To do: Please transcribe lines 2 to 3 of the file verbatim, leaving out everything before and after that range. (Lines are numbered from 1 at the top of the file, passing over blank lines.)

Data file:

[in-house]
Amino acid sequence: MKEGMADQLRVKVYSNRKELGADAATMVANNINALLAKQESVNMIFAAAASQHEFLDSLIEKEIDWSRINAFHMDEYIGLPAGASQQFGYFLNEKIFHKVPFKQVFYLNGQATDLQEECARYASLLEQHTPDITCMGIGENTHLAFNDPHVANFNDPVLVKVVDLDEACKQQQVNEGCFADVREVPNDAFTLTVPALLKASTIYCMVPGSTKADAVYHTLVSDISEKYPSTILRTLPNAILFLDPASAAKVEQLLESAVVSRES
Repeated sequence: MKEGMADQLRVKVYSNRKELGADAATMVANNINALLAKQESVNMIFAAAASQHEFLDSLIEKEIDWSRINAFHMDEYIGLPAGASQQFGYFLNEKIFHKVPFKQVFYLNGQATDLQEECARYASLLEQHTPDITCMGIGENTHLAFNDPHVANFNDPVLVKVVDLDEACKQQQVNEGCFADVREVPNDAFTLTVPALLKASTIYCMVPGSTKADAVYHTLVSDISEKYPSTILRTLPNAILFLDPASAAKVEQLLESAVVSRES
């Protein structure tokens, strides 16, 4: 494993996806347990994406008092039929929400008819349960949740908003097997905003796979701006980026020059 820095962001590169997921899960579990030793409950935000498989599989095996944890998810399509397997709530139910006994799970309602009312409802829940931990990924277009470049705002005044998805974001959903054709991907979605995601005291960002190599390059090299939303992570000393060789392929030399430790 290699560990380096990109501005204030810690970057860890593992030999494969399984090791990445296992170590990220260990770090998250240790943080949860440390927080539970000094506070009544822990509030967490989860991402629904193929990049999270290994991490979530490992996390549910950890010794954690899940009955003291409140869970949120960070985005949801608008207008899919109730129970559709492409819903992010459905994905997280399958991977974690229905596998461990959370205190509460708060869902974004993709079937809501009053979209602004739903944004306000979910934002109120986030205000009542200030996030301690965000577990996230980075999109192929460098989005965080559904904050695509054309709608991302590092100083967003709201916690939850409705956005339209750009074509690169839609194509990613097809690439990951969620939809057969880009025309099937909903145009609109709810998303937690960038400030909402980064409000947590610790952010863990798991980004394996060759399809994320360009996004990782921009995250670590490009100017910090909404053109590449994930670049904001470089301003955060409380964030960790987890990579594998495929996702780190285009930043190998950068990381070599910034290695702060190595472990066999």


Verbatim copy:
Amino acid sequence: MKEGMADQLRVKVYSNRKELGADAATMVANNINALLAKQESVNMIFAAAASQHEFLDSLIEKEIDWSRINAFHMDEYIGLPAGASQQFGYFLNEKIFHKVPFKQVFYLNGQATDLQEECARYASLLEQHTPDITCMGIGENTHLAFNDPHVANFNDPVLVKVVDLDEACKQQQVNEGCFADVREVPNDAFTLTVPALLKASTIYCMVPGSTKADAVYHTLVSDISEKYPSTILRTLPNAILFLDPASAAKVEQLLESAVVSRES
Repeated sequence: MKEGMADQLRVKVYSNRKELGADAATMVANNINALLAKQESVNMIFAAAASQHEFLDSLIEKEIDWSRINAFHMDEYIGLPAGASQQFGYFLNEKIFHKVPFKQVFYLNGQATDLQEECARYASLLEQHTPDITCMGIGENTHLAFNDPHVANFNDPVLVKVVDLDEACKQQQVNEGCFADVREVPNDAFTLTVPALLKASTIYCMVPGSTKADAVYHTLVSDISEKYPSTILRTLPNAILFLDPASAAKVEQLLESAVVSRES